Back To CourseEnglish 102: American Literature
11 chapters | 114 lessons
As a member, you'll also get unlimited access to over
Heather teaches high school English. She holds a master's degree in education and is a National Board Certified Teacher.
The American Romantic period, which lasted from about 1830-1870, was a time of rapid expansion and growth in the United States that fueled intuition, imagination and individualism in literature. When you think about stories that are labeled 'romantic,' you probably think of a romance novel, where some half-dressed woman has some Fabio-esque guy hanging all over her. That is NOT what we're talking about in the American Romantic period. Don't get me wrong: like those stories, Romantic literature is both adventuresome and improbable, but it's a lot more than just a randy love story.
In 1830, just fifty years after the Revolutionary War, America was still really young, but its citizens were anxious to create their own identity that was uniquely American and not so reliant on European values. Therefore, the American Romantic movement challenged the very rational thinking that we saw in the Age of Reason during the Revolutionary War. This period produced fewer instructional texts and more stories, novels and poetry.
Within these stories, novels and poems, there are five characteristics that we can use to identify American Romantic literature. These are:
The first of these characteristics is imagination. This falls in line with the Industrial Revolution, which was a great time of progress. In many cases, when there is progress, there is also great optimism. People start to imagine what could happen next, and progress continues. On the flip-side of that, with that much progress, a lot of people began migrating to big cities that were becoming overpopulated. The cities became dirty and disease-ridden, so it's no surprise that many people wanted to escape that. Therefore, the American Romantic writers embraced that notion through escapism.
Escapism is where the mind allows you to escape harsh conditions by taking you to a place that is purely beautiful. Characters in Romantic literature are often journeying away from the city and into the countryside to a place that's not totally realistic, a place that has improbable and even supernatural qualities. The authors develop these places with imagery to make the reader experience the locale as if it were real. Washington Irving, who's known as the father of American literature, wrote a story called 'Rip Van Winkle,' which is about a man who wanders out into the woods to escape some chores his wife is asking him to do. After falling asleep for twenty years in the woods, he not only escapes his chores but his wife as well because she's dead. This fanciful escape is typical during this time, but it's something we still see in movies today. Think about the movie Avatar. Jake Sully is able to escape by assuming a new identity in a beautiful new world. Even the audience, as they watch, is able to escape reality as they experience the fantastical world of Pandora. So, we see escapism continues today.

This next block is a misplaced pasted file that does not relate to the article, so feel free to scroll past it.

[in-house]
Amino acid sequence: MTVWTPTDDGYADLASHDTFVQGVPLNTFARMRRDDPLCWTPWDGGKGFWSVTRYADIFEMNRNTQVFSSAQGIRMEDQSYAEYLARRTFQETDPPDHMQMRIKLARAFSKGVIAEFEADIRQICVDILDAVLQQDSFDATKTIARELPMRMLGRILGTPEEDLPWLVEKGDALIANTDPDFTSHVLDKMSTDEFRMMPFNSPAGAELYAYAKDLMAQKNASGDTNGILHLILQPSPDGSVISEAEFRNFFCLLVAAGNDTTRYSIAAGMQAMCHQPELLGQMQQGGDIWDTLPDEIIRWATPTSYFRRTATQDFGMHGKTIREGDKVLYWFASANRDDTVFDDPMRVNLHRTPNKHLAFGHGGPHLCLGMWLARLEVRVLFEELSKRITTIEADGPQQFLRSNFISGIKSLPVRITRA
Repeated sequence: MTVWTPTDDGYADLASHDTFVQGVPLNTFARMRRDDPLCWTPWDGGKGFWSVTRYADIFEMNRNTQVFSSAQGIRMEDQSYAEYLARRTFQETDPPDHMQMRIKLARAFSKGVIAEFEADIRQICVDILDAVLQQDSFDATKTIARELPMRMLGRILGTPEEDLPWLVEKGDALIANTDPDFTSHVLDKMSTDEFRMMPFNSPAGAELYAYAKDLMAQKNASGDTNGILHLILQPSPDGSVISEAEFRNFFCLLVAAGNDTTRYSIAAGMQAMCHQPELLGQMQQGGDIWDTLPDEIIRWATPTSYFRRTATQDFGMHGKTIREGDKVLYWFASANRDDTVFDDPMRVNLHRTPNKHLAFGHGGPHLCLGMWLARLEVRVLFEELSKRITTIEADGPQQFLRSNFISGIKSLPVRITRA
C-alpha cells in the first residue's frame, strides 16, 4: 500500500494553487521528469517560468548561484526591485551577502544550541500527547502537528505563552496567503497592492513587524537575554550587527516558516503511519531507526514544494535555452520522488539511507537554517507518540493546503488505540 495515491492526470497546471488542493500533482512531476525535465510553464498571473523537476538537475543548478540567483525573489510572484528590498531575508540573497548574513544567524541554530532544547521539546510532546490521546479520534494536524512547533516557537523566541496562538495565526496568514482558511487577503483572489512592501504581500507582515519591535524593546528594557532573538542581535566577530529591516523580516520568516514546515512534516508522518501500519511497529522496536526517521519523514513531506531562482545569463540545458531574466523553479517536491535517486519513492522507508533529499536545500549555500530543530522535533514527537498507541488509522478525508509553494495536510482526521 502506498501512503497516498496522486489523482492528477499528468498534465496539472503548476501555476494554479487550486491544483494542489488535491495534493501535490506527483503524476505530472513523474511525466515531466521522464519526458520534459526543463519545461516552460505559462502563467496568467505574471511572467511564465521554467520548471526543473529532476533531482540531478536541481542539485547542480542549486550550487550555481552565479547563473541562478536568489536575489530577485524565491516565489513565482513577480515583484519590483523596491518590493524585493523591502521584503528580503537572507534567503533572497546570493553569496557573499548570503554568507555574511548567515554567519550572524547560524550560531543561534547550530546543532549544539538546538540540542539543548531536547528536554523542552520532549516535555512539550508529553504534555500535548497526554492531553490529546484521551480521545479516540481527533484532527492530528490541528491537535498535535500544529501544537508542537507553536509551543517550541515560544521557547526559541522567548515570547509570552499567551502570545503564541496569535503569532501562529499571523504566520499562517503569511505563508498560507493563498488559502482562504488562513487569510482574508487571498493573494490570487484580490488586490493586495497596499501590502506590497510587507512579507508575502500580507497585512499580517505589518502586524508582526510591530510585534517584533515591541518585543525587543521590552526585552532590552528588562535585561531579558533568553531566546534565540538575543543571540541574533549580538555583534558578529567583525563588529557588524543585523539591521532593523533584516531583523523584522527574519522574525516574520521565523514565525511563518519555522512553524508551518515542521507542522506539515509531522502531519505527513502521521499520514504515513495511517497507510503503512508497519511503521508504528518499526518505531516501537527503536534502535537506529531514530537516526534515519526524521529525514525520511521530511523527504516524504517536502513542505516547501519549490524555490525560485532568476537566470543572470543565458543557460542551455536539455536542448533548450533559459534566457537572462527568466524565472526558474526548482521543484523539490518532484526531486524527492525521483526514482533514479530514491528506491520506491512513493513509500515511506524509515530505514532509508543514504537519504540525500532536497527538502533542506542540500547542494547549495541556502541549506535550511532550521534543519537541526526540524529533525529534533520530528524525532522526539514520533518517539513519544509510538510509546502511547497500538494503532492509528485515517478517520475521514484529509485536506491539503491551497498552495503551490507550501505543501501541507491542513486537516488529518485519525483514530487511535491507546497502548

The second characteristic used to identify American Romanticism is individuality. As people are moving into the frontier, they are establishing new areas in ways that best suit their needs. Not only are people moving across the country but into the country. Immigration begins creating what we now call the 'melting pot' in America. As a result, you see not only people creating an identity for themselves, but the country creating its own identity as people with different social pasts come together to create something new.
Americans also wanted to distance themselves from Europe and become intellectually independent. This shows up in literature with characters who live on the outskirts of society. Kind of like that old-school cowboy, they aren't going to follow the norms that have come over from Europe; they're going to follow their intuition and their feeling, and they're going to embrace this newly found freedom and become individuals.